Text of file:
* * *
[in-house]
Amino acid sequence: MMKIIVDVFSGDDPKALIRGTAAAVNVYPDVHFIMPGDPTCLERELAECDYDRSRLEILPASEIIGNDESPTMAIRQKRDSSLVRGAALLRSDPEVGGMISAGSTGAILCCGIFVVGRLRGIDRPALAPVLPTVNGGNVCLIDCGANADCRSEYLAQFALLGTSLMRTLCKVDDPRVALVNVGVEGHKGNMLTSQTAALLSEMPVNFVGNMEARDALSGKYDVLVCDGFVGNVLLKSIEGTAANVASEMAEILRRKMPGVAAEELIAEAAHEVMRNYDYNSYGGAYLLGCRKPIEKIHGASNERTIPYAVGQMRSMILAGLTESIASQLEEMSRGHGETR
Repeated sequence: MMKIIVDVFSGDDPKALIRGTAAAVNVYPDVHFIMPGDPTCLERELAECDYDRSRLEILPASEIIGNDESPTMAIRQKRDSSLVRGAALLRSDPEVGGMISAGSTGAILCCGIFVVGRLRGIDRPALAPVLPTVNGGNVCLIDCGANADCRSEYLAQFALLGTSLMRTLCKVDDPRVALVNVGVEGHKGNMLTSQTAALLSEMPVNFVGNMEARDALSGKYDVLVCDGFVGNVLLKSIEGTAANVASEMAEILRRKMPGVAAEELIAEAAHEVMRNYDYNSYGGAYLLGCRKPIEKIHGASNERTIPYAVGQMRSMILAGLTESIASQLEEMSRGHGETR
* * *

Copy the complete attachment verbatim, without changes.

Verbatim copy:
[in-house]
Amino acid sequence: MMKIIVDVFSGDDPKALIRGTAAAVNVYPDVHFIMPGDPTCLERELAECDYDRSRLEILPASEIIGNDESPTMAIRQKRDSSLVRGAALLRSDPEVGGMISAGSTGAILCCGIFVVGRLRGIDRPALAPVLPTVNGGNVCLIDCGANADCRSEYLAQFALLGTSLMRTLCKVDDPRVALVNVGVEGHKGNMLTSQTAALLSEMPVNFVGNMEARDALSGKYDVLVCDGFVGNVLLKSIEGTAANVASEMAEILRRKMPGVAAEELIAEAAHEVMRNYDYNSYGGAYLLGCRKPIEKIHGASNERTIPYAVGQMRSMILAGLTESIASQLEEMSRGHGETR
Repeated sequence: MMKIIVDVFSGDDPKALIRGTAAAVNVYPDVHFIMPGDPTCLERELAECDYDRSRLEILPASEIIGNDESPTMAIRQKRDSSLVRGAALLRSDPEVGGMISAGSTGAILCCGIFVVGRLRGIDRPALAPVLPTVNGGNVCLIDCGANADCRSEYLAQFALLGTSLMRTLCKVDDPRVALVNVGVEGHKGNMLTSQTAALLSEMPVNFVGNMEARDALSGKYDVLVCDGFVGNVLLKSIEGTAANVASEMAEILRRKMPGVAAEELIAEAAHEVMRNYDYNSYGGAYLLGCRKPIEKIHGASNERTIPYAVGQMRSMILAGLTESIASQLEEMSRGHGETR